File spoon-archives/bourdieu.archive/bourdieu_2003/bourdieu.0307, message 15

Date: Fri, 04 Jul 2003 17:37:19 +1000
Subject: [BOU:] Where's the agency in agent?

Apologies about the lack of brevity, the billiard balls of ideas in my 
mind kept on ricocheting for hours.

Let me get this straight. The problem of "lack of a place for agency" 
or the mystery of where the "capacity for dissent" is located, is the 
problem of HOW the complicity of the agent/habitus with their 
field/structures/worlds IS NOT straight determinism?

The habitus' structured and structuring structures affect dispositions, 
producing representations, strategies and actions without strictly 
determining them. What comes out of the ontological complicity of 
social space & the habitus are regularities, dispositions and 
tendencies -  but /never/ determination.

Bourdieu writes "the passage from the highest probability to absolute 
certainty is a qualitative leap which is not proportionate to the 
numerical gap" (Outline of a Theory of Practice, p9). It is in the gap 
between highly-probable actions and what the agents actually do that 
agency is or can or should be found.

Of course, the question is nearly, as Hiro wrote, "[w]hether actors 
have a capacity to seize this opportunity to challenge what has been 
hitherto hegemonic" ... but I disagree that this is 'an "empirical 
question" alone. It is very much a question to be asked of Bourdieu's 
Theory of Practice itself, in the mode of Bryan's initial query. There 
is a place for agency in Bourideu's theories, and I think that 
considering it ineffable, stubbornly mysterious or absent is unfair. 

FIRSTLY: The fallacy of determination...

Certainly, there is plenty of scope to experience life or to analyse a 
life as being determined by the habitus and the field...

"What we are justified in describing as a /mechanism/, in the interests 
of making a point, is sometimes experienced as a kind of /infernal 
engine/ (we often speak of the 'hell of success'), as though agents 
were no more than tragic cogs in a machine that is exterior and 
superior to them all." (Practical Reason, Bourdieu, p26)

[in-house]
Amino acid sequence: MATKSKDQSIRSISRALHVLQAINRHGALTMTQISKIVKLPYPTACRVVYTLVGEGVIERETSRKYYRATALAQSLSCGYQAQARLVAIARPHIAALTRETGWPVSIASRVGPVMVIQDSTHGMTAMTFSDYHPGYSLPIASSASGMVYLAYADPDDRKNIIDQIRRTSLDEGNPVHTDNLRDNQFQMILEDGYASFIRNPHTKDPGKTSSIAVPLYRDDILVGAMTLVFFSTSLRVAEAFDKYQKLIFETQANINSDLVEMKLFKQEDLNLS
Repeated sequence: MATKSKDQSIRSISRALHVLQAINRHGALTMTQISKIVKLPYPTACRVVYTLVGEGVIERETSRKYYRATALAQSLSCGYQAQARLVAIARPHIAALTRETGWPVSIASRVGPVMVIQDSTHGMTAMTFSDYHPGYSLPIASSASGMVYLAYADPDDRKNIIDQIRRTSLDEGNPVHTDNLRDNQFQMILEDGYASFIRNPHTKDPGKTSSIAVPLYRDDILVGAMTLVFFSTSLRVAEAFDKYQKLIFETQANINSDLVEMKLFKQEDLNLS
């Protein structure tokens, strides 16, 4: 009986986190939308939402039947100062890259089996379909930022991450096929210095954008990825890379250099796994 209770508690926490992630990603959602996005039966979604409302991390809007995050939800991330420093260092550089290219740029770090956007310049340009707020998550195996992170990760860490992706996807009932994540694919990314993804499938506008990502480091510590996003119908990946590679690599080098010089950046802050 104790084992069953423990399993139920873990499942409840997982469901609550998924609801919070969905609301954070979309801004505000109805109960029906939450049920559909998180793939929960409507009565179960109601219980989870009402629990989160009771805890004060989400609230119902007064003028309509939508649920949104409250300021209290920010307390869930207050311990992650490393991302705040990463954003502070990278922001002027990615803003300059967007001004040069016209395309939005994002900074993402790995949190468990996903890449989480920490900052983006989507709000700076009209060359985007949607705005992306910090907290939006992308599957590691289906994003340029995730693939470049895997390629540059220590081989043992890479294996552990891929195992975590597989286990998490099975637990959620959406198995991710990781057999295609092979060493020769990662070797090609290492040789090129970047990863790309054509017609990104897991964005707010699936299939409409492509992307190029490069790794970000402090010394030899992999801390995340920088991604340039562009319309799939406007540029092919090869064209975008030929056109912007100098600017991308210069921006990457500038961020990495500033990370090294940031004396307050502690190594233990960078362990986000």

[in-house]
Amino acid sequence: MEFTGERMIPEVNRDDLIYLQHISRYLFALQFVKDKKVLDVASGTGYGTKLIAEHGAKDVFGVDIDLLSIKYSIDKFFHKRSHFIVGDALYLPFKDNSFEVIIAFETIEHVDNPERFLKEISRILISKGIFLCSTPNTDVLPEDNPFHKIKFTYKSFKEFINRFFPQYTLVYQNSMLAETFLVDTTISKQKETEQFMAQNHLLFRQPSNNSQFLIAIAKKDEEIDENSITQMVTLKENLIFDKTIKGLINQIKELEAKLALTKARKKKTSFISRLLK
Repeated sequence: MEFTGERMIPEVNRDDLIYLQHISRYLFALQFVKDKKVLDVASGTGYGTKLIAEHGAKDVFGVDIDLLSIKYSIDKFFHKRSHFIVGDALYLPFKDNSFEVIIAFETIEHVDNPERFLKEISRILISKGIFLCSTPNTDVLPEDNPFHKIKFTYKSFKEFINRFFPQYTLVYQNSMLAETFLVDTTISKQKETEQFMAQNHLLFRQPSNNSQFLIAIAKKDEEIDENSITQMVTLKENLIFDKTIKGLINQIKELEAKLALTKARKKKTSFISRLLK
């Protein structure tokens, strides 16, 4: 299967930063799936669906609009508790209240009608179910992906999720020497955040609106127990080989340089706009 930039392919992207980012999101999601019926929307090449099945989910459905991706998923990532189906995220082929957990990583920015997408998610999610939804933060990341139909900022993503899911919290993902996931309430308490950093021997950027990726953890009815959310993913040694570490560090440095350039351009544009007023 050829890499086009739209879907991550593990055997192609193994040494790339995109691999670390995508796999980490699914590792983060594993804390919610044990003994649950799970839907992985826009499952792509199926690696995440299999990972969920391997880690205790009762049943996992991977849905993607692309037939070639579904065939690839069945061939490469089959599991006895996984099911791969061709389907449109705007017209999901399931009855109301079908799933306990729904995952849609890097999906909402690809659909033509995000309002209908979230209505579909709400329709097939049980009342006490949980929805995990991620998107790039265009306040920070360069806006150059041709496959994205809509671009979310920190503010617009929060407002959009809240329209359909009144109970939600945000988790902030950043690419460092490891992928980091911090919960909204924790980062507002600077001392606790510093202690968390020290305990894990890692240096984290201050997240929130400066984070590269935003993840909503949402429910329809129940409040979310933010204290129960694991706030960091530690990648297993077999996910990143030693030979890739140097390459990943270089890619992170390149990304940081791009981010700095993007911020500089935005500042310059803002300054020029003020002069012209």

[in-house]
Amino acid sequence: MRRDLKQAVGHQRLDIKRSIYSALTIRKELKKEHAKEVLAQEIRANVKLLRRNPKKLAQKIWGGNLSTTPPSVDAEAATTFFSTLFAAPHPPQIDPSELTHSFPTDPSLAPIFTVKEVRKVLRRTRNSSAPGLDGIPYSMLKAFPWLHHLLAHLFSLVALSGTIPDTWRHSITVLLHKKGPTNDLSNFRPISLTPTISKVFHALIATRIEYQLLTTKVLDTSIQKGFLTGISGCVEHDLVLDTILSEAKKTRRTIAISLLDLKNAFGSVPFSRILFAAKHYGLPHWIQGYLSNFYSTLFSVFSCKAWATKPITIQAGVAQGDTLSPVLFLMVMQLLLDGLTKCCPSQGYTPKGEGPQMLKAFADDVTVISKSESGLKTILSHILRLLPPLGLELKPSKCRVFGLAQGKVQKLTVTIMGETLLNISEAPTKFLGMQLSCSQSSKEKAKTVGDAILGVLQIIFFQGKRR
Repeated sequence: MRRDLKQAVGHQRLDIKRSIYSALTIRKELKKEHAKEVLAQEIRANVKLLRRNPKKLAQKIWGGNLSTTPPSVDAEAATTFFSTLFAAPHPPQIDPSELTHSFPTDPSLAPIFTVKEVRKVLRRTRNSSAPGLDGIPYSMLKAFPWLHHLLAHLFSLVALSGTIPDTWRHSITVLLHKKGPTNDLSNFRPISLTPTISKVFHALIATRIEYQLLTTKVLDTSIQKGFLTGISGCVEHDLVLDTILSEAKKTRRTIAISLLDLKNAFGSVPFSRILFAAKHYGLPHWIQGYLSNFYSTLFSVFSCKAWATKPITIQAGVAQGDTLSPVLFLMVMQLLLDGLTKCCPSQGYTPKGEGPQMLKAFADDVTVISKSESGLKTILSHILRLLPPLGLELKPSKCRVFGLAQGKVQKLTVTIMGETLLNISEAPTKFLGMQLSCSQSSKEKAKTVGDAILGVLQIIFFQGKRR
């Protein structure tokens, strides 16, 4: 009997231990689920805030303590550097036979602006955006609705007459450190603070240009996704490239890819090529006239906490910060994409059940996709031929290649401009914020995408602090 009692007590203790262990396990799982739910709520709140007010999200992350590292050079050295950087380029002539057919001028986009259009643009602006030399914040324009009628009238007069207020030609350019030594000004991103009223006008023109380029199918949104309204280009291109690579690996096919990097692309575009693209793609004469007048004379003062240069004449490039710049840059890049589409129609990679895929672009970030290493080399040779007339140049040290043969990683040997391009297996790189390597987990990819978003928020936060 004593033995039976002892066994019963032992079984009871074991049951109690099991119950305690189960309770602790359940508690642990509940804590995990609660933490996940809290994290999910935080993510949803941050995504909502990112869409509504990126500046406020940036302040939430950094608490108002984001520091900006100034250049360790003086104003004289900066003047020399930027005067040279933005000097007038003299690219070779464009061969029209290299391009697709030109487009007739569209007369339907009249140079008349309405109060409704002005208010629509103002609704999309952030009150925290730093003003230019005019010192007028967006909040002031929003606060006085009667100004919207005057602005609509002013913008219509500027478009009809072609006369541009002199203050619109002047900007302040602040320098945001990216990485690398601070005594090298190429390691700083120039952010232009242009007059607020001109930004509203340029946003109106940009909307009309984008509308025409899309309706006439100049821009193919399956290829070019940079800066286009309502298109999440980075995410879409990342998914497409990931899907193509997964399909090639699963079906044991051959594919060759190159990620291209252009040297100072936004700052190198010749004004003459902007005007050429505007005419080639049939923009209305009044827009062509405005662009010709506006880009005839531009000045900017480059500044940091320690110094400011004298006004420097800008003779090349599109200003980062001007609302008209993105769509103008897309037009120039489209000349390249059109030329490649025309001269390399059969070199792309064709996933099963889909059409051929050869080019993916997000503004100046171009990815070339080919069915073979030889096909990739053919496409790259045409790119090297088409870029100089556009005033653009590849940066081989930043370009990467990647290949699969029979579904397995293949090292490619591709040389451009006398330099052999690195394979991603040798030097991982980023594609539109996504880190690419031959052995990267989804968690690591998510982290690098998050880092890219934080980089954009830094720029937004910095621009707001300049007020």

...but this is a kind of 'bad faith' which uses hindsight to intepret 
actions as directed towards particular goals, whereas "[e]ven when they 
look like the realization of explicits ends, the strategies produced by 
the habitus and enabling to cope with unforseen and constantly changing 
situations are only apparently determined by the future." ('Stucture, 
Habitus, Practice', p61)

There's a near circularity to habitus apprehending the world as it 
wants it to be, so it can propose the same strategies as before, so the 
world will continue being as it wants it to be (ie, homologous to the 
world in which the habitus was produced). 

But if we try to close this circle out and say that the structures of 
the habitus and its field DETERMINE the agents behaviour we approach 
the fallacy of saying that by sheer will alone the agents (or the 
dominant agents of a field) can make the world just the way they want 
it to be. Just because you treat the world as "an infinite market for 
blockbuster movies" does nothing to ensure that it will behave like 
one. More to the point, just because the world behaved like "an 
infinite market for blockbuster movies" YESTERDAY doesn't mean that it 
will behave like one tomorrow. 

Certainly, in the centre of Bourdieu's theory is the idea that the 
habitus apprehends a present that resembles the past and effectively 
reproduces further circumstances of the same kind in the future. The 
dominant agents in a field with a certain degree of power and a certain 
degree of success can pull of this conservative strategy a lot. But 
never perfectly.

Bourdieu writes "the near circular relationship of near perfect 
reproduction... is completely valid only when the conditions of 
production of the habitus and the conditions of its functioning are 
identical of homethetic" (SHP,p63)

Objectively, there is always more to the world than the structures of 
the various habitus and fields we are entwined with, and although we 
can't see that "objectively" the world is really there and will really 
change which opportunities & strategies are both available and 'best' 
for the agents. 

The world - as material reality & as intersecting social spaces - is 
something that NO structure can totally encompass, and the agent must 
negotiate that gap between the habitus' best guess of the situation 
being faced and the reality of what's there, as well as between the 
habitus' best guess of what to do & what is acutally done.

SECONDLY: Where can you see that agency really being taken up?

(1) AS SCIENCE/KNOWLEDGE/WISDOM: As described by Peter King, 'we' have 
the capacity to render CONSCIOUS the structures that so profoundly, and 
usually unconsciously, render the world around us and inform our